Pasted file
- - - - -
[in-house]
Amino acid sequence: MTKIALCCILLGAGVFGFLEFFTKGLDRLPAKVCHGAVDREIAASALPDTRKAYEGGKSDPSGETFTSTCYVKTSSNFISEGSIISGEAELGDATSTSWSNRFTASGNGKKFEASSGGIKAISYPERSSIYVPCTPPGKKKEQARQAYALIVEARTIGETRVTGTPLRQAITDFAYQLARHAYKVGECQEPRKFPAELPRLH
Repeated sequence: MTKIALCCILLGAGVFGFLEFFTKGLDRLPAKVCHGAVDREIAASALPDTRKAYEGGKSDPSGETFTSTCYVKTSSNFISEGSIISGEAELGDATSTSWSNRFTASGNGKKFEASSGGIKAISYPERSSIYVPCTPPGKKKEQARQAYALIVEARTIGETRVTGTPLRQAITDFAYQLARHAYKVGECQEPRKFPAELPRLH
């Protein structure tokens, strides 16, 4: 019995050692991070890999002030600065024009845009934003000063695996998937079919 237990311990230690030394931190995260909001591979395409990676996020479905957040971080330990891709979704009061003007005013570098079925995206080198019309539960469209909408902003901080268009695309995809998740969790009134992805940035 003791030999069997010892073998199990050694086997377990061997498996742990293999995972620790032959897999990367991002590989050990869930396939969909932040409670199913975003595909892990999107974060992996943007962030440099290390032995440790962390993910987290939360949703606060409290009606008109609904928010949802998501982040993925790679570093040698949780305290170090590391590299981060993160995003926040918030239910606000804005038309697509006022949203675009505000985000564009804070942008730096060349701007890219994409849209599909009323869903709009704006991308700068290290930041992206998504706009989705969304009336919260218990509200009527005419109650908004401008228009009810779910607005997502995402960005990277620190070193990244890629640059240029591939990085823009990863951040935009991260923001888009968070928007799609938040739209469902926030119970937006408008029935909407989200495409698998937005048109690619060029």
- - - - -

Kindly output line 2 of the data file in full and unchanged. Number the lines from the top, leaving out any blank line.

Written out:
Amino acid sequence: MTKIALCCILLGAGVFGFLEFFTKGLDRLPAKVCHGAVDREIAASALPDTRKAYEGGKSDPSGETFTSTCYVKTSSNFISEGSIISGEAELGDATSTSWSNRFTASGNGKKFEASSGGIKAISYPERSSIYVPCTPPGKKKEQARQAYALIVEARTIGETRVTGTPLRQAITDFAYQLARHAYKVGECQEPRKFPAELPRLH